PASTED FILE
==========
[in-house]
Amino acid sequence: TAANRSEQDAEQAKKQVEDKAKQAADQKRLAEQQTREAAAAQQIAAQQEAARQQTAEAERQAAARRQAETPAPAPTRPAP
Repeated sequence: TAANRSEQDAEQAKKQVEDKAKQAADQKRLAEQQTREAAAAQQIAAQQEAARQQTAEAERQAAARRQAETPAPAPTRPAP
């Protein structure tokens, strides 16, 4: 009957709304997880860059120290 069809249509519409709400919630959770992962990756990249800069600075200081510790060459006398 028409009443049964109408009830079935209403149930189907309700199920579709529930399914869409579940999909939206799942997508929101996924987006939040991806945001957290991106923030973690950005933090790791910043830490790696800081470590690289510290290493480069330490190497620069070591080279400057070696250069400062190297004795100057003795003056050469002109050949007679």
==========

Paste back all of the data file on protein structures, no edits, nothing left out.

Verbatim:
[in-house]
Amino acid sequence: TAANRSEQDAEQAKKQVEDKAKQAADQKRLAEQQTREAAAAQQIAAQQEAARQQTAEAERQAAARRQAETPAPAPTRPAP
Repeated sequence: TAANRSEQDAEQAKKQVEDKAKQAADQKRLAEQQTREAAAAQQIAAQQEAARQQTAEAERQAAARRQAETPAPAPTRPAP
């Protein structure tokens, strides 16, 4: 009957709304997880860059120290 069809249509519409709400919630959770992962990756990249800069600075200081510790060459006398 028409009443049964109408009830079935209403149930189907309700199920579709529930399914869409579940999909939206799942997508929101996924987006939040991806945001957290991106923030973690950005933090790791910043830490790696800081470590690289510290290493480069330490190497620069070591080279400057070696250069400062190297004795100057003795003056050469002109050949007679």